Frederick Warburg Peters

Licensed Real Estate Broker, President


Board Business 2013

By

“Can I get into the building?” In recent years I hear that question more and more from anxious buyers of New York City co-ops, who have all read or heard horror stories about seemingly qualified people whose purchase applications have been turned down by co-op Boards for no apparent reason. Unfortunately there ARE some baffling turndowns, and never more so than in 2012. But usually the careful preparation of a Board package and some knowledge beforehand about the building will minimize the risk. Here are a few things you need to know:

* New York City has the most stringent fair housing laws in the country. And co-op Boards are no less liable than any other landlord. So it is actually ILLEGAL for them to deny admission to an applicant based on race, color, creed, marital status, sexual orientation, or numerous other criteria. The law prohibits the Board from rejecting a single woman because they do not know whom she might marry, or a gay couple because they ARE a gay couple. While it is true that Boards do not have to give a reason for a turndown, they have no wish to be sued. So they cannot ask you questions (as one Board member did a number of years ago of an Orthodox Jewish couple) like “Do you need to use the stairs on Saturdays?” And please, if you feel your rights are being violated, assert them! It creates a better world for us all.

* Most turndowns have to do with either money or the terms of your occupancy. If you plan on using the apartment for six weeks a year, find out in advance how the building feels about pied-a-terre buyers. If you are buying for one of your kids, make sure the building permits that usage. Do you have a huge dog? Check it out in advance. Some buildings interview the pets! Has your sixteen-year-old daughter been boasting on Facebook or Twitter about the beer pong at the parties she likes to throw when you are out of town? Clean it up.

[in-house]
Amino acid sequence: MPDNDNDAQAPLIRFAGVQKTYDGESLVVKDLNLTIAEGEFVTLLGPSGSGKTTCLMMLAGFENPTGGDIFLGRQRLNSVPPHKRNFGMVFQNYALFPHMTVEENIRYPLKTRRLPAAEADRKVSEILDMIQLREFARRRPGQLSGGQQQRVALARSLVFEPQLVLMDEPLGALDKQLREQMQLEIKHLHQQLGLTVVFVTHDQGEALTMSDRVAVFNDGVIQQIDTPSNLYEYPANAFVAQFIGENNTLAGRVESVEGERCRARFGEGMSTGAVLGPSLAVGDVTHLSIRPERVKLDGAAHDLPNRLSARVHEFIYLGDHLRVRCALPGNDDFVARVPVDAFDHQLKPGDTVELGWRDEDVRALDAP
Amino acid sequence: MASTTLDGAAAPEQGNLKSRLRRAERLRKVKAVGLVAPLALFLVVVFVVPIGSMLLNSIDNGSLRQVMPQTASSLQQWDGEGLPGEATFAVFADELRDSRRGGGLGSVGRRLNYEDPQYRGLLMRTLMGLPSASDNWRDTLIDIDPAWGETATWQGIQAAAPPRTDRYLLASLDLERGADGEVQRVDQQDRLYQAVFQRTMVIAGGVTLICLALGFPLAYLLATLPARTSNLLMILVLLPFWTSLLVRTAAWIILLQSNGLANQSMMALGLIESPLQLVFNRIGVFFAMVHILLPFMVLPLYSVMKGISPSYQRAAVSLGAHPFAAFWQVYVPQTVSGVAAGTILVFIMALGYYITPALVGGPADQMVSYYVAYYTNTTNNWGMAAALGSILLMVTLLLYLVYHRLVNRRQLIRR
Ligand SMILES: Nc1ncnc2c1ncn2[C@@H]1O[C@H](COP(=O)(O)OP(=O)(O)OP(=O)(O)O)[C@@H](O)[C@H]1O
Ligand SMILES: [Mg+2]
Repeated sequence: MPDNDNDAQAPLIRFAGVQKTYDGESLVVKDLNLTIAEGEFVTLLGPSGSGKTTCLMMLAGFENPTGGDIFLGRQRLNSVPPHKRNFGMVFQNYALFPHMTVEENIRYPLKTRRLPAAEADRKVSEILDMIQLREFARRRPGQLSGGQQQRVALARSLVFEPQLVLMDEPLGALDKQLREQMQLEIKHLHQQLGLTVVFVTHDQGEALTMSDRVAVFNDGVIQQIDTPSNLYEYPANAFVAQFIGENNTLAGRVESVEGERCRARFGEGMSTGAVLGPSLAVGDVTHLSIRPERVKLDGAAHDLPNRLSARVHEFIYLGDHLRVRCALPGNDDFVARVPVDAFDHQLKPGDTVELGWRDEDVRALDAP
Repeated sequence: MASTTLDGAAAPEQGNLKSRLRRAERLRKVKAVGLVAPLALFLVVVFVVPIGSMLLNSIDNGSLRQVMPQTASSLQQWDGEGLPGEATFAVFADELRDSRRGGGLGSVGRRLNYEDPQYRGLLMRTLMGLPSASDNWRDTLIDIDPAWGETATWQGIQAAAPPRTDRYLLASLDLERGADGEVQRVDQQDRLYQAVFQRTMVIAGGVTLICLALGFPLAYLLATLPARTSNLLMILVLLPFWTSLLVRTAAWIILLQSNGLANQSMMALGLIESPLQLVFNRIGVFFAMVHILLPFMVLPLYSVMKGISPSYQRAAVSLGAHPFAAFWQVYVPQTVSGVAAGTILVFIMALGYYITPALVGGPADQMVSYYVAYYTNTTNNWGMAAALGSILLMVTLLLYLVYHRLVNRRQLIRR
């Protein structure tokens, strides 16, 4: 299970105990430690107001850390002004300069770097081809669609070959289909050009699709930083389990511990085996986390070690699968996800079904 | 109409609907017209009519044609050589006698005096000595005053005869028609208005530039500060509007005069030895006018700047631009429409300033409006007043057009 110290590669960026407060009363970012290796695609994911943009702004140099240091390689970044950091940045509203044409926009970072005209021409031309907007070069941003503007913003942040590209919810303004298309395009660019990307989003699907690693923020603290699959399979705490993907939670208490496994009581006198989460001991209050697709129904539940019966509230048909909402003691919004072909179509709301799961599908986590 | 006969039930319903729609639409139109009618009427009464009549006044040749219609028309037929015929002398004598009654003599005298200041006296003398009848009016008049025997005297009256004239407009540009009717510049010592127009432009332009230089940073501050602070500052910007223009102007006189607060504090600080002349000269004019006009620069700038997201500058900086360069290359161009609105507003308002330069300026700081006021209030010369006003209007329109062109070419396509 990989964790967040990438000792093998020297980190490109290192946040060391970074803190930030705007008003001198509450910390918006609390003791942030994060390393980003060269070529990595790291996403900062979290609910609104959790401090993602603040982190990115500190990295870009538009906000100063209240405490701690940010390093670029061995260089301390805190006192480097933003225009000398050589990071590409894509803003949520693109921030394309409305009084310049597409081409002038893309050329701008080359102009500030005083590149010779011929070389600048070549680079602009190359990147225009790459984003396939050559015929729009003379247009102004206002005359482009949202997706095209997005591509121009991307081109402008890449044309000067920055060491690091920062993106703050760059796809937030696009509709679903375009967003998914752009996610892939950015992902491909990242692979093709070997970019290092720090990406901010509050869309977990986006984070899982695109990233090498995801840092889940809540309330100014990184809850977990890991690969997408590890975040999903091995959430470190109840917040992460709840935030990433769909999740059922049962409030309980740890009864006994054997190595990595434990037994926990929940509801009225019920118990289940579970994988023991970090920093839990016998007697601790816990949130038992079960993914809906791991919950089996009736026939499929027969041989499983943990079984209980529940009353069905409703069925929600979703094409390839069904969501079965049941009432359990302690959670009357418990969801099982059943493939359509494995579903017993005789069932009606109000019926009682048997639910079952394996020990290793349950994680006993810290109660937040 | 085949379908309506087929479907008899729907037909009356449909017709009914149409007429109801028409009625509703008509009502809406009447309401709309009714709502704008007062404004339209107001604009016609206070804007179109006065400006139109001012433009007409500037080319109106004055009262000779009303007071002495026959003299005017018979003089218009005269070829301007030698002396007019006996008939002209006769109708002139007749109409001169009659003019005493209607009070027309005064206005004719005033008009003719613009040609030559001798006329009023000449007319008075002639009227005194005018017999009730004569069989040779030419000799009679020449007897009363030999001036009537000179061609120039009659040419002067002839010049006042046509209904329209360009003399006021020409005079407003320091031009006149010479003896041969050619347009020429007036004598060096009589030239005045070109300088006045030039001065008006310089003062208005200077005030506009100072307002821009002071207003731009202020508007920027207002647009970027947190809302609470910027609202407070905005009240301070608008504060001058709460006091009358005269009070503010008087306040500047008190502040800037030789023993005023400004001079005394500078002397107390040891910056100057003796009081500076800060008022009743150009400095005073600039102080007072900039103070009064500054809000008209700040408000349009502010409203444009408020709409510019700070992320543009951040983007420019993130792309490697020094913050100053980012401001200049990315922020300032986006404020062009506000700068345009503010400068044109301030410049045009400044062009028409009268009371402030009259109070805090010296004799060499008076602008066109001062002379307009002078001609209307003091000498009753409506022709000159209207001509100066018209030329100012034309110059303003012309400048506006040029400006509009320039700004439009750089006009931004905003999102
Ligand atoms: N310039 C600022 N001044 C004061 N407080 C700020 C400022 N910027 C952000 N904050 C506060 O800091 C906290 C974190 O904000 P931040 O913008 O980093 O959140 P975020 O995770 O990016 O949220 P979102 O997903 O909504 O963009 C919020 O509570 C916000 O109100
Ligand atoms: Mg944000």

* The best reference letters are from people who really know you, live in similar co-ops to the one on which you hope to buy (where ideally they serve or have served on their own Boards), and know the neighborhood. The letters cannot be perfunctory. They should present you from as many different angles as possible: history, philanthropy, family, recreation. And increasingly, Board members actually contact the references, so tell your friends to be prepared.

* Many Board rejections are financial. That said, the range of monetary expectations varies enormously from building to building. Interestingly, in the super luxury market, the Board requirements are usually less stringent. For example, many of the buildings where apartments sell for $20 million or more do not require tax returns. On the other hand, some buildings where apartments are far less expensive have a list of requirements and reports as long as your arm. As a buyer or seller, you must make it your business to understand what the building’s financial personality is. Will the Board count bonus money in reviewing your income? (In the wake of the recession, some won’t.) Are they looking for a two or three time multiple of the purchase price in liquid assets? Do you have a very large income which you can use to offset the fact that your asset picture might not be so strong? Do you have a friend or business associate who lives in the building or is friendly with a Board member who can vouch for you? Frequently deficits in one area of your financial profile can be made up with advantages in another.

* Above all, make sure that every part of your submission is clear and complete. There is no second chance. If you need to write a cover letter (or have your accountant or attorney write one) to make sure the intricacies of your presentation pull together, please do so. The clearer and more transparent your circumstances, the better your chances.

 

Finally, work with an agent who knows her stuff. The better firms have a multiple review process for packages, in which a manager has to sign off on the package before it is sent to the co-broker for review. This makes it that much more unlikely that something important will be forgotten. Your agent is your best advisor on how to dovetail the elements of your presentation for maximum impact. Be sure you choose an agent with the experience and expertise to make that package speak for you!

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